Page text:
On Wednesday I stopped by one of the local rec departments to iron out some details for an upcoming event that Team FYN Sports plans to cover. As often happens in small towns where time seems to move a little slower, you can’t go into a place where people are as close as a rec department and just have your meeting and leave. You end up talking about something like, in this case sports, that leads into one topic after another. Add a couple more people into the mix that you haven’t seen in a while and soon enough you glance down at your watch and you’ve been there for two hours with no idea where the time went. Southerners especially know what I mean.
Anyway, naturally with this being SEC country we had to talk about college football. And even more so when one of the people in the conversation was a Tennessee fan (you know who you are!)
Eventually our conversation turned to memories of our first college football games. The memories spanned years and were entwined with heartfelt stories of family, friends and Sanford stadium. There were tales of witnessing games where records were set and broken, of firsts and lasts. A couple of us could even recall games with rivalries so bitter that a rowdy fan from the opposing team was either physically injured or injured with glares.
For each of us that was sitting in the room we had a look of wonder in our eye. We were recalling memories that were so precious to us that we wouldn’t trade them for all the University of Florida defeats in the world. Especially the ones were loved ones were involved. Those are always the most precious.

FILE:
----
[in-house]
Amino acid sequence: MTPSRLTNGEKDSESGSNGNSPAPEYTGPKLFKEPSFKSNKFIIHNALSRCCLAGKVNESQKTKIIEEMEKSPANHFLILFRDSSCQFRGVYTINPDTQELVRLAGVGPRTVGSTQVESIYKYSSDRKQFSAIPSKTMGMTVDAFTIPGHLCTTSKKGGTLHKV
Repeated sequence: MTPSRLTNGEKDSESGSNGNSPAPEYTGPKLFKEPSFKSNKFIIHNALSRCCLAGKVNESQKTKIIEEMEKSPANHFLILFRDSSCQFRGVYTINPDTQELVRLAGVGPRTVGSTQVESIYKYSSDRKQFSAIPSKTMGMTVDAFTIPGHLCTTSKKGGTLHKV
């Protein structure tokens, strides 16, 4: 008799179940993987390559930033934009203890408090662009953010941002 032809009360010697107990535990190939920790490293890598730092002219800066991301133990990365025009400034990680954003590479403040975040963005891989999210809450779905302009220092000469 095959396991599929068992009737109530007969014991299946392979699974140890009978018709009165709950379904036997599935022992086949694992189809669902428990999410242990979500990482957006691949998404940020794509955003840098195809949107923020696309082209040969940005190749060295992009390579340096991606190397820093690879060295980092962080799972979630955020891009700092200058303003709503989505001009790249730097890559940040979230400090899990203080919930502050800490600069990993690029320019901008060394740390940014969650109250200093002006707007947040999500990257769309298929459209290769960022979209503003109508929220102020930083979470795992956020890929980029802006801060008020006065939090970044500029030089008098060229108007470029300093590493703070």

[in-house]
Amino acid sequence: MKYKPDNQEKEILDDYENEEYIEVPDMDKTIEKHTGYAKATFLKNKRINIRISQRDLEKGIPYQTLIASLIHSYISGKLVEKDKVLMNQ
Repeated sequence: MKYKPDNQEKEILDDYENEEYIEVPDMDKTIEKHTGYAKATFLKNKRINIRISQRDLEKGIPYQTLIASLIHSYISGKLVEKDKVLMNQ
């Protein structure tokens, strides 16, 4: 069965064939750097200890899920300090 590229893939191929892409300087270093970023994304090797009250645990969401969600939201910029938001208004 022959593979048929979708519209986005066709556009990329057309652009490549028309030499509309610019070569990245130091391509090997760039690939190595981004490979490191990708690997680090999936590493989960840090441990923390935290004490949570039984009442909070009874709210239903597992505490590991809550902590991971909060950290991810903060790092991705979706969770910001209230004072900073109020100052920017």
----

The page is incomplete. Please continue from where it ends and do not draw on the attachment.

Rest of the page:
Hearing those glorious tales took me back to my own first University of Georgia game. I couldn’t tell you who they were playing, but I remember watching the team run out with the big Georgia flag and feeling a since of pride I hadn’t felt before. I was with my mom and my grandparents. I had never seen my Nana get so rowdy. And my Papa Skip was especially proud to have the three most important women in his life with him and dressed in red and black. And a new love was born for me.
As a side note, my brother would later commit the ultimate sin in that side of the family and declare himself to be a Florida fan. I’m sure it broke Papa’s heart at the time, but he soon got over it when he had someone to accompany him to the Georgia/Florida game besides my Nana. Such is the seriousness of rivalries in the Southeastern Conference.
I know I probably sound like a broken record by now, but I firmly believe that nothing besides religion brings people together like a football game. Which is probably why it’s so common to refer to football as a religion in the South. You may hate someone during the week, but come Saturday morning if you’re both wearing red and black you’re going to at least be cordial.
I know that it may be more intense in other college towns, but in Athens people will arrive a full day early to claim their tailgating spots. Red and black tents flood the streets of downtown on every plot of grass that grows. Women (including myself) will go to get their nails and hair done ahead of time, and dress to the nine in ninety degree weather. There is no telling how many hundreds of thousands of dollars get spent on food and drinks for one weekend of tailgating alone.
I was recently watching an old episode of the show Designing Women. For those of you who aren’t familiar with the show, it’s about four women running an interior design firm in Atlanta. In one scene Julia Sugarbaker, who is the sharp-tongued primary owner of the firm, is leaving for a football game with one of her co-workers. Sadly, she was going to a Georgia Tech game, but we’ll overlook that part for now.
As the two characters are heading out the door, Julia says that she and her husband used to plan their weekends around the Georgia Tech games. She quips, “In the East, football is a cultural exercise. In the Midwest, it’s cannibalism. In the West, it’s a tourist attraction. But in the South, it’s a religion!”